First add @Configurable to the Entity. This will tell that the entity will be managed by Spring. However, Spring is not aware of instances of the entity, in this case, Traveller, being created. This is why we need AspectJ. The only thing we need to do is to add the following line to our Spring context xml file.

<context:load-time-weaver />

This makes AspectJ intercept the creation of beans annotated with @Configurable and tells Spring to inject the dependencies. In order to the load-time weaver (LTW) work, we need to override JVM’s class loading so that the first time our entity classes are loaded, AspectJ can kick in, the @Configurable annotation is discovered and all the dependencies are injected. For that we need to pass the following parameter to the JVM:


The snippet above is what we must use if using Spring 3.0.x. It works fine inside Eclipse but apparently it has some conflicts with Maven 2.2.1. If you run into any problems, you can use the old version below.


Another thing that is a good idea is to add the aop.xml file to your project, limiting the classes that will be affected by AspectJ. Add the aop.xml to src/main/resources/META-INF folder.


  <include within="com.lscc.ddddemo.model.entity.*" />  <include within="com.lscc.ddddemo.model.entity.builder.*" />  <exclude within="*..*CGLIB*" />

NOTE: The exclude clause is important to avoid some conflicts during the integration test. AspectJ sometimes tries to do some magic with the test classes as well causing a few problems and the exclude clause avoids that.

Making the integration test work

I’ll be using MySQL, so I’ll need a database with the following table there:

CREATE TABLE `traveller` (`id` int(11) NOT NULL AUTO_INCREMENT,`name` varchar(45) NOT NULL,`country` varchar(45) NOT NULL,PRIMARY KEY (`id`)) ENGINE=InnoDB

As I’m using JPA 2.0, we need a persistence.xml that must be located at src/main/resources/META-INF

            <property name="hibernate.show_sql" value="true" />            <property name="hibernate.format_sql" value="true" />

            <property name="hibernate.connection.driver_class" value="com.mysql.jdbc.Driver" />            <property name="hibernate.connection.url" value="jdbc:mysql://localhost:3306/lscc-ddd" />            <property name="hibernate.connection.username" value="root" />

            <property name="hibernate.c3p0.min_size" value="5" />            <property name="hibernate.c3p0.max_size" value="20" />            <property name="hibernate.c3p0.timeout" value="300" />            <property name="hibernate.c3p0.max_statements"                    value="50" />            <property name="hibernate.c3p0.idle_test_period"                    value="3000" />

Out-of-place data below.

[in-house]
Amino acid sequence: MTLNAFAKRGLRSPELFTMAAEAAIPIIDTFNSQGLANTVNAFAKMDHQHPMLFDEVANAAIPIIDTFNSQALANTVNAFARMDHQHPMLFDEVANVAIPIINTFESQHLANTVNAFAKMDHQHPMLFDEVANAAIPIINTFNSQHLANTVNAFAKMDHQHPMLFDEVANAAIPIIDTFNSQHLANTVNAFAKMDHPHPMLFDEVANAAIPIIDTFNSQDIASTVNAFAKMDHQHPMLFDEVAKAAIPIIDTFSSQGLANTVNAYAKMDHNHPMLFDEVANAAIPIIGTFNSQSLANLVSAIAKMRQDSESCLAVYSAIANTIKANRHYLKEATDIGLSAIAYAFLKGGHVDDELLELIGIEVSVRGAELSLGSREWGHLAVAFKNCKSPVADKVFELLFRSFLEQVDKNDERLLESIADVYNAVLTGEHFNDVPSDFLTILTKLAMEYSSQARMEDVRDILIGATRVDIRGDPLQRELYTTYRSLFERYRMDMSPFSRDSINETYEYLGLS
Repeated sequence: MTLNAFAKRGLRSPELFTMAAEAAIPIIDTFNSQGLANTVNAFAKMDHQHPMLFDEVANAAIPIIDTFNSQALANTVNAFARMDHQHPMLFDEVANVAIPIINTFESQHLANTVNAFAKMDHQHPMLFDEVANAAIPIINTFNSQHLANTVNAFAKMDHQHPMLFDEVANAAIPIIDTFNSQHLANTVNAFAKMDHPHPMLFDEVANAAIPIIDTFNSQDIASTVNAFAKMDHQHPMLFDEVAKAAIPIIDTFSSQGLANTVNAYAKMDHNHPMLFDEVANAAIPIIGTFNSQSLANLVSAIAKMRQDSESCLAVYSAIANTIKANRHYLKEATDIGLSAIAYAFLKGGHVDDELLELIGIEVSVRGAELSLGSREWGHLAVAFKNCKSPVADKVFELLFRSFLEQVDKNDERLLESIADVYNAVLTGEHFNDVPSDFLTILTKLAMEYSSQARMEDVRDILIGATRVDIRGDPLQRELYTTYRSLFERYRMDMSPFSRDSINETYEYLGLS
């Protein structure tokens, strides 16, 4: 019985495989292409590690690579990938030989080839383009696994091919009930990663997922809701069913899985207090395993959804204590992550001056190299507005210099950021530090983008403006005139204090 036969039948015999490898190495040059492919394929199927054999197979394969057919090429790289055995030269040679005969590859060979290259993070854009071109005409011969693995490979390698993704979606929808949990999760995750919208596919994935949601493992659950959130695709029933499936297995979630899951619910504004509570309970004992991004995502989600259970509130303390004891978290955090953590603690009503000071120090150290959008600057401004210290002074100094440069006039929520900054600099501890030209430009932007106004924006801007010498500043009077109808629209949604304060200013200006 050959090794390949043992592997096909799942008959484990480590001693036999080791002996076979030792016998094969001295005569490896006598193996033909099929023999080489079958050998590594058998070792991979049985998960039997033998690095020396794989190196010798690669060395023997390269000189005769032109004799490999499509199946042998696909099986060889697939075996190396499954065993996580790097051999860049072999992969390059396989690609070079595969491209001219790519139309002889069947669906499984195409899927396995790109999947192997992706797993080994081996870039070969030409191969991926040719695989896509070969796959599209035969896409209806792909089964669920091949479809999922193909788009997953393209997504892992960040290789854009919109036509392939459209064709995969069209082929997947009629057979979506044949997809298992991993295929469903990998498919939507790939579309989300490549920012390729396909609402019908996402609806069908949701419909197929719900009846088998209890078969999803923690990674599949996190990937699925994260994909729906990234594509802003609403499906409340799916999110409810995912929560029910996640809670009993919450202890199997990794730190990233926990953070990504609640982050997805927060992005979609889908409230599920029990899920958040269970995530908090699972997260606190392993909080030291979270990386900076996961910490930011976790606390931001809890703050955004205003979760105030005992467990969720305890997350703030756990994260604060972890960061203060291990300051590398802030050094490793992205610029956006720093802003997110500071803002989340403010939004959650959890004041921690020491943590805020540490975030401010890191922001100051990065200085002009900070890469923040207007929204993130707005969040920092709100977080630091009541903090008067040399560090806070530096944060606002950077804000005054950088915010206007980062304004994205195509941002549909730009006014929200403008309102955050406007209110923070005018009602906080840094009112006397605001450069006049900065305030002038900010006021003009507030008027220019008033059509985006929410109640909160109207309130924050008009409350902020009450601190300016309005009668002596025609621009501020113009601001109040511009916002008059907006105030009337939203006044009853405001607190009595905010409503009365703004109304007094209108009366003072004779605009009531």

In our Spring configuration, we also need to tell Spring how to create an EntityManager, providing the EntityManager Factory:

            <property name="persistenceUnitName" value="testPU" />    

    <tx:annotation-driven transaction-manager="myTransactionManager" />

            <property name="entityManagerFactory" ref="entityManagerFactory" />

In order to separate unit tests and integration tests in my Maven project, I’ve added a different profile for the integration tests in my pom.xml:


      org.apache.maven.plugins      maven-surefire-plugin             always       -javaagent:/Users/sandro.mancuso/.m2/repository/org/springframework/spring-agent/2.5.6/spring-agent-2.5.6.jar            2.5      true                     integration-tests 
integration-test                 test                                   **/common/*                            **/*IntegrationTest.java

So now, if you want to run the integration tests from the command line, just type:

mvn clean install -Pwith-integration-tests

If running the tests from inside Eclipse, don’t forget to add the -javaagent paramenter to the VM.


So now, from anywhere in your application you can do some thing like:

Traveller traveller = new Traveller();traveller.setName("John");traveller.setCountry("England");traveller.save();

The advantage of using the ActiveRecord:
- Code becomes much simpler;
- There is almost no reason for a DAO layer any more;
- Code is more explicit in its intent.

The disadvantages:
- Entities will need to inherit from a base class;
- Entities would have more than one responsibility (against the Single Responsibility Principle);
- Infrastructure layer (EntityManager) would be bleeding into our domain objects.

In my view, I like the simplicity of the ActiveRecord pattern. In the past 10 years we’ve been designing Java web applications where our entities are anaemic, having state (getters and setters) and no behaviour. So at the end, they are pure data structures. I feel that entities must be empowered and with techniques like that, we can do it, abstracting the persistence layer.

I’m still not convinced that from now on I’ll be using ActiveRecord instead of DAOs and POJOs but I’m glad that now there is a viable option. I’ll need to try it in a real project, alongside with Command Query Responsibility Segregation (CQRS) pattern to see how I will feel about it. I’m really getting sick of the standard Action/Service/DAO way to develop web applications in Java instead of having a proper domain model.

By the way, to make the whole thing work, I had loads of problems to find the right combination of libraries. Please have a look at my pom.xml file for details. I’ll be evolving this code base to try different things so when you look at it, it may not be exactly as it is described here.


Interesting links with more technical details: